No benefit seen with nifedipine maintenance tocolysis



SAN FRANCISCO – A large randomized, double-blind placebo-controlled study in the Netherlands supports earlier studies that found no benefit from routine maintenance tocolysis using nifedipine in women with arrested preterm labor.

What to do when preterm labor stops is "a million dollar question that many of us have faced," Dr. Deirdre J. Lyell said at a meeting on antepartum and intrapartum management sponsored by the University of California, San Francisco. Surveys suggest that more than a quarter of maternal-fetal medicine specialists routinely use maintenance tocolysis, most often with nifedipine, despite its questionable utility.

Dr. Deirdre J. Lyell

The Dutch study of 406 women "puts the question to bed," said Dr. Lyell, a maternal-fetal medicine ob.gyn. at Stanford (Calif.) University. She was not involved in the study.

The multicenter trial in these women was underpowered to show a statistically significant difference in its primary outcome – a composite of perinatal adverse outcomes – because of a lower-than-expected rate of adverse events in the control group, so it couldn’t exclude a possible benefit from nifedipine. However, "its use for maintenance tocolysis does not appear beneficial at this time," the investigators wrote (JAMA 2013;309:41-7).

Women in the study had arrested preterm labor at 24-34 weeks’ gestation. They were randomized to maintenance tocolysis with 20 mg nifedipine or placebo every 4-6 hours. Delivery occurred at 35 weeks in the nifedipine group and at 35 weeks and 2 days in the control group. The number of days of pregnancy after starting treatment was 34 and 33, respectively, and the two groups had similar rates of recurrent preterm labor. Twelve percent in the nifedipine group and 14% in the control group developed one of the problems in the primary composite outcome: perinatal death, chronic lung disease, neonatal sepsis, intraventricular hemorrhage greater than grade 2, periventricular leukomalacia greater than grade 1, or necrotizing enterocolitis.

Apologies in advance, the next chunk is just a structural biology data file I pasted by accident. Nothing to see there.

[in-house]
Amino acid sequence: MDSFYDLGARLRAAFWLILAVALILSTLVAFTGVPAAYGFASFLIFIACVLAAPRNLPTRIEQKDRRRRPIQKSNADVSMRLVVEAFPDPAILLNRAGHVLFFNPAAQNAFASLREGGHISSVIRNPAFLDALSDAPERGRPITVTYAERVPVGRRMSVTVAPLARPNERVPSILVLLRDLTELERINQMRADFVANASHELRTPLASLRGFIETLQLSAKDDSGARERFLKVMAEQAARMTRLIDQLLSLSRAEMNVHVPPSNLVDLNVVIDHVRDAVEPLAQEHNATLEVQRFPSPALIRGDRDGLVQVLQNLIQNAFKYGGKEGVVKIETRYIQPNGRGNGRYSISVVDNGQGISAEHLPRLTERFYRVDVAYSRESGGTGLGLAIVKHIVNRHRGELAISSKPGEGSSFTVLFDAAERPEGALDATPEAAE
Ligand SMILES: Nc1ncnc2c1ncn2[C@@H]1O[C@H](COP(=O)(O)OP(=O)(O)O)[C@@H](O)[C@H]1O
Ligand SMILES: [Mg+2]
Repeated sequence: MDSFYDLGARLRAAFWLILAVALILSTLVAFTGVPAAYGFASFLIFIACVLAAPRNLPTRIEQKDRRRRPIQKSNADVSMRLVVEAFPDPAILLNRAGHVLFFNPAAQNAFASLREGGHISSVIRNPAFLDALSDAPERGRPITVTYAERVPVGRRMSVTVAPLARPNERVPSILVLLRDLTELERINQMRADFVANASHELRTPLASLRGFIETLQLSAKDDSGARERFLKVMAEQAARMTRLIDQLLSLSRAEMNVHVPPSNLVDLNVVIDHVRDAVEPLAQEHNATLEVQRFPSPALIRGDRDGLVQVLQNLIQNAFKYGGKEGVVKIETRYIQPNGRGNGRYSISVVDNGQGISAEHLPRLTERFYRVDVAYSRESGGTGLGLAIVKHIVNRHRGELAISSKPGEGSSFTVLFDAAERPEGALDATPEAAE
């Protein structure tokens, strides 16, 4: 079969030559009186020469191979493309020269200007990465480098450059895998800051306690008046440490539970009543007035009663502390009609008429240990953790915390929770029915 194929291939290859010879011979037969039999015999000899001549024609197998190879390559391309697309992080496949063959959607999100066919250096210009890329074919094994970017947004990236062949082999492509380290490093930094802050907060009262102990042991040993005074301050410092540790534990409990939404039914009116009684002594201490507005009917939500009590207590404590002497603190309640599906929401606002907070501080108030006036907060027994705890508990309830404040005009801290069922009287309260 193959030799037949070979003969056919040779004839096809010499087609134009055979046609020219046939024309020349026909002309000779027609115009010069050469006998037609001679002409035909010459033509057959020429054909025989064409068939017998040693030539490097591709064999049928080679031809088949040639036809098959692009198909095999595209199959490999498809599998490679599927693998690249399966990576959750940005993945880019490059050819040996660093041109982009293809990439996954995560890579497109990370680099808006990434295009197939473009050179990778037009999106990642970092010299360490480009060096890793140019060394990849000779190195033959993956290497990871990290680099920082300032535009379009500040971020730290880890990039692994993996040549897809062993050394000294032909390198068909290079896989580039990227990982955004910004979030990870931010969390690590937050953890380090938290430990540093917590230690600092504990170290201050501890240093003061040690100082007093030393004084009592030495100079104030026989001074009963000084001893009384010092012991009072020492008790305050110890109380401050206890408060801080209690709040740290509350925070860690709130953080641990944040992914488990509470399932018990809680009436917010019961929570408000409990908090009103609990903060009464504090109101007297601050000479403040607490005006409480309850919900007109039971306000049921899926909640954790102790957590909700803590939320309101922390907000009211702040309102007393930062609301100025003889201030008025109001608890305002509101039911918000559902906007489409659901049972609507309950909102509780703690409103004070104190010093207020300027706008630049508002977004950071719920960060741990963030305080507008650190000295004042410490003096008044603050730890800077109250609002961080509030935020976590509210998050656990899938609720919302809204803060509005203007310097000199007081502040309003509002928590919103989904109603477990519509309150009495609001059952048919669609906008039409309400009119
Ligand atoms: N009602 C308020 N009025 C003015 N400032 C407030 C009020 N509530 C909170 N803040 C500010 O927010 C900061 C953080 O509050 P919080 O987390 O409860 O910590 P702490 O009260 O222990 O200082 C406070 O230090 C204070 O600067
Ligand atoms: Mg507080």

"There’s no evidence these medications were able to delay delivery," Dr. Lyell said.

Three previous randomized trials also found no benefit from maintenance tocolysis with nifedipine. One nonblinded study of 74 U.S. women found no difference in outcomes (Am. J. Obstet. Gynecol. 1999;181:822-7). Neither did a nonblinded Iranian study that randomized 73 women but did not report how the randomization was conducted (J. Perinat. Med. 2004;32:220-4). Dr. Lyell and her associates then conducted a double-blind placebo-controlled trial in 68 women, which again was negative (Obstet. Gynecol. 2008;112:1221-6).

These studies were small, "but we still haven’t seen anything robust to say this is something we should do," Dr. Lyell said.

Nifedipine can produce maternal side effects. In a trial comparing intravenous magnesium sulfate with oral nifedipine for acute tocolysis, nifedipine caused headache in 24% of women who received the drug, vomiting in 5%, hypotension in 5%, shortness of breath in 5%, and lethargy in 5% (Obstet. Gynecol. 2007;110:61-7).

Beta-mimetics such as terbutaline have a much longer list of maternal, fetal, and neonatal side effects, and two randomized controlled trials have shown that maintenance tocolysis using a terbutaline pump was not more effective than giving saline to prevent recurrent preterm labor, Dr. Lyell said.

A 2008 survey of 827 members of the Society of Maternal-Fetal Medicine found that 29% routinely use maintenance tocolysis and 31% will use it if the patient desires. Among members who employ maintenance tocolysis, nifedipine was the first choice of 79% (Obstet. Gynecol. 2008;112:42-7).

In an informal electronic survey of the physicians, nurses, and midwives at the meeting, 6% said they routinely use maintenance tocolysis, 67% occasionally use it, and 26% never use it. In a repeat survey after Dr. Lyell’s talk, none favored routine maintenance tocolysis, 53% said they would use it occasionally, and 47% said they would no longer use it.

The Netherlands Organization for Health Research and Development funded the study. Dr. Lyell reported having no relevant financial disclosures.

On Twitter @sherryboschert

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